Northeast of Haifa is the village of Shfar'am, a settlement with ancient roots. Shfar'am is mentioned in the Talmud, and in the second century was the seat of the Sanhedrin (the supreme Jewish religious and judicial body). The Jewish community in Shfar'am, dating from the end of the Middle Ages, slowly dwindled away during the 19th and early 20th century. Some 27,000 Druze, Christians and Muslims live in Shfar'am today, and the village has a number of holy sites and prayer houses for all three communities, as well as housing for discharged Druze soldiers.
Further north, overlooking Lake Kinneret, is Maghar, believed to be the site of the city of Ma'ariya, where a priestly family lived in Talmudic times. Historical sources mention the many olive trees surrounding the village, which still thrive there today. Some 17,000 people live in Maghar today - 60% Druze, 20% Muslim and 20% Christian.
The village of Rama (population 7,000) north of Maghar, was built on the site of the ancient biblical town of Ramot Naftali. Rama is noted for its level of culture, dating back to the Mandate Period; in 1948, the proportion of physicians, attorneys, and engineers in Rama was the highest in the Arab sector. Nearby is the smaller village of Sajur.
Ein el-Asad, the only all-Druze village founded in the twentieth century, is located nearby. The village's original residents came from Beit Jan and from Syria and Lebanon. Kafr Sumei', west of Peki'in, is thought to be the site of Kefar Sama, mentioned in ancient Hebrew literature.
South of Kafr Sumei', Kisra was the smallest Druze village in the country in the nineteenth century. The village now has about 3,500 residents. The nearby village of Yanuah is mentioned in the Bible (as Janoah), the Talmud, and Crusader documents. Next to the village is the shrine of the Muslim prophet Shams.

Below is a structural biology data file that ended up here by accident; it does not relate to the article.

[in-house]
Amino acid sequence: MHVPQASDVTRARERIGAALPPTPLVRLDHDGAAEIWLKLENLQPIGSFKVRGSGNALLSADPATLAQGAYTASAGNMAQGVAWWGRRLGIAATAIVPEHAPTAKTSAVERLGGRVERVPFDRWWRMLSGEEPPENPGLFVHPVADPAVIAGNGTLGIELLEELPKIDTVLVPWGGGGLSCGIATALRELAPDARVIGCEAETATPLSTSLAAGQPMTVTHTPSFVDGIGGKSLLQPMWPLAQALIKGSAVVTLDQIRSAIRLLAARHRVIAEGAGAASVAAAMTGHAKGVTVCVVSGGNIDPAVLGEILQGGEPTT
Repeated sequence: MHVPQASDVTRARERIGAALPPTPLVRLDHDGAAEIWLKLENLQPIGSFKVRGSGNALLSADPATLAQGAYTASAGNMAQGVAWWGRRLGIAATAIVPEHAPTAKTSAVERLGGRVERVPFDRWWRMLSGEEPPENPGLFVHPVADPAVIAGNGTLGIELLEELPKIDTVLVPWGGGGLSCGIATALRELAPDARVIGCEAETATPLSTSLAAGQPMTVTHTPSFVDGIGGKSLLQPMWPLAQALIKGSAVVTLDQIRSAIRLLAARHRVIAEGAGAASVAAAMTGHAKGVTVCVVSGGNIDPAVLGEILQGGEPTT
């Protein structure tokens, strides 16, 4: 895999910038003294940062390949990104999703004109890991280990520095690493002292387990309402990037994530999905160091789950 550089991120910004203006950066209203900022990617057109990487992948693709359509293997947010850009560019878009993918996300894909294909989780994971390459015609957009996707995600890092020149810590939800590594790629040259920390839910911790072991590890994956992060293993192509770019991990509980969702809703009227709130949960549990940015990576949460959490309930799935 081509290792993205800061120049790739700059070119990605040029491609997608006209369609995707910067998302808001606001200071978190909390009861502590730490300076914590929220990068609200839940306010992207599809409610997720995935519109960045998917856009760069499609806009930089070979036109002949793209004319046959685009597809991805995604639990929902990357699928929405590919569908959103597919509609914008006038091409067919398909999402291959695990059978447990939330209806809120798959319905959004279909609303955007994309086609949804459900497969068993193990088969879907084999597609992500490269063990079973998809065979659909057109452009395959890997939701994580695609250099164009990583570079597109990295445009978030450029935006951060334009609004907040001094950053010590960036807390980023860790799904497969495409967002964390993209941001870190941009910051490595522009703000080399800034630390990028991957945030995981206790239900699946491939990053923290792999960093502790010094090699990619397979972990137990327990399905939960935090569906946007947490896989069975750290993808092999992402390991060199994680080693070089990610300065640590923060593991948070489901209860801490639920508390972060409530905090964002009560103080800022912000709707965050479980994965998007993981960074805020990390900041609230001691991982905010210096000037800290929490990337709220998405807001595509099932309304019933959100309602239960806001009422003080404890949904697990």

Abu Sinan, another large Druze town in the area, is mentioned in Crusader documents from the year 1250, as the fortress of "Busnen". Abu Sinan became important during the reign of the Druze Emir Fahr ed-Din al-Mani, who built a palace there for his son Ali in 1617. Today Abu Sinan is home to about 10,000 persons - 35% Druze and the rest Christians and Muslims. The tombs of the prophet Zechariah and Sheikh al-Hanbali are located in the town.
South of Abu Sinan is the tranquil village of Julis, homeof Sheikh Amin Tarif, the longtime spiritual leader of the Israeli Druze community, who died in October 1993. His grandson Saleh Tarif, who lives in Julis, was the first Druze to be appointed a minister in the Israeli government.
Druze have lived in Jat, a small village northeast of Abu Sinan, since the eleventh century. Druze sacred texts mention Sheikh Abu Arus, who was responsible for the propagation of the Druze faith in the region, and was buried in the village. The population of Jat today numbers some 8,000.The village of Hurfeish is situated on the road that runs east from the coastal town of Nahariya, and the site of the tomb of the important prophet Sablan. On September 10th each year, Druze come to celebrate his festival in the village. In 1972, a monument was erected in Hurfeish in memory of Druze soldiers who fell serving with the Israel Defense Forces.
Information Courtesy of Dr. Naim Aridi, a Druze Scholar
Photos Courtesy of Dunia Ata